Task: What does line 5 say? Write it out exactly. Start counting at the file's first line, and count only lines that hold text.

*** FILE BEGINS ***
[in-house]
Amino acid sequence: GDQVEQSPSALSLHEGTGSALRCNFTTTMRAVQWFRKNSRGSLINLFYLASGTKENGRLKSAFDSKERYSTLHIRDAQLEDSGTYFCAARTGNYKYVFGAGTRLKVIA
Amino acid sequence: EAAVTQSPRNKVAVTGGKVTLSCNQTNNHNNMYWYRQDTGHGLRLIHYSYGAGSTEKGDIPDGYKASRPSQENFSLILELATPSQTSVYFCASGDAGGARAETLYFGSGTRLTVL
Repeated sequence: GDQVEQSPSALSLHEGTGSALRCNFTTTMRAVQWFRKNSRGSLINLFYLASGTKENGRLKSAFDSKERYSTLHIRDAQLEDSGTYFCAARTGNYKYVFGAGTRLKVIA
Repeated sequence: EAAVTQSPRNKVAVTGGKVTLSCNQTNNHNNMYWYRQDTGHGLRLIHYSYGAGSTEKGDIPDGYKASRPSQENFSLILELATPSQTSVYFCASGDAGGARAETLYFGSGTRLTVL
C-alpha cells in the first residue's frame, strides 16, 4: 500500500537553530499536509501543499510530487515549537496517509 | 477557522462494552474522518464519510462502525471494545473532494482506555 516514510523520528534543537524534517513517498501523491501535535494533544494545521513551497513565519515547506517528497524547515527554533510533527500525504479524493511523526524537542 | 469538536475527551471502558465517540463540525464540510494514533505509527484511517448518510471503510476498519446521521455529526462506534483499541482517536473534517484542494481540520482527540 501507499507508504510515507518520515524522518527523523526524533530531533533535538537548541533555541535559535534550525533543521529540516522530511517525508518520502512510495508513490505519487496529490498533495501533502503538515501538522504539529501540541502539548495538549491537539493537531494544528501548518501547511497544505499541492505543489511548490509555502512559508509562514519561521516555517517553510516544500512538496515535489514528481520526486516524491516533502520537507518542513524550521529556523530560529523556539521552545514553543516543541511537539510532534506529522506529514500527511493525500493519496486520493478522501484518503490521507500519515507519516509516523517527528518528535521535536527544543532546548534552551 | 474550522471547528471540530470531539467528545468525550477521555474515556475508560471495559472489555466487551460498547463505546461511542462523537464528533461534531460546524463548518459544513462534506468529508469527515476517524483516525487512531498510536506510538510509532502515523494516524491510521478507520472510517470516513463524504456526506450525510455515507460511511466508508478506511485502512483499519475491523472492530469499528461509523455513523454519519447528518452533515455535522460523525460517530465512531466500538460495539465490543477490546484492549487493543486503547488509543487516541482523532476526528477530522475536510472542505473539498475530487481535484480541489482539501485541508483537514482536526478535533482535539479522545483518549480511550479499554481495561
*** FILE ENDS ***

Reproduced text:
Repeated sequence: EAAVTQSPRNKVAVTGGKVTLSCNQTNNHNNMYWYRQDTGHGLRLIHYSYGAGSTEKGDIPDGYKASRPSQENFSLILELATPSQTSVYFCASGDAGGARAETLYFGSGTRLTVL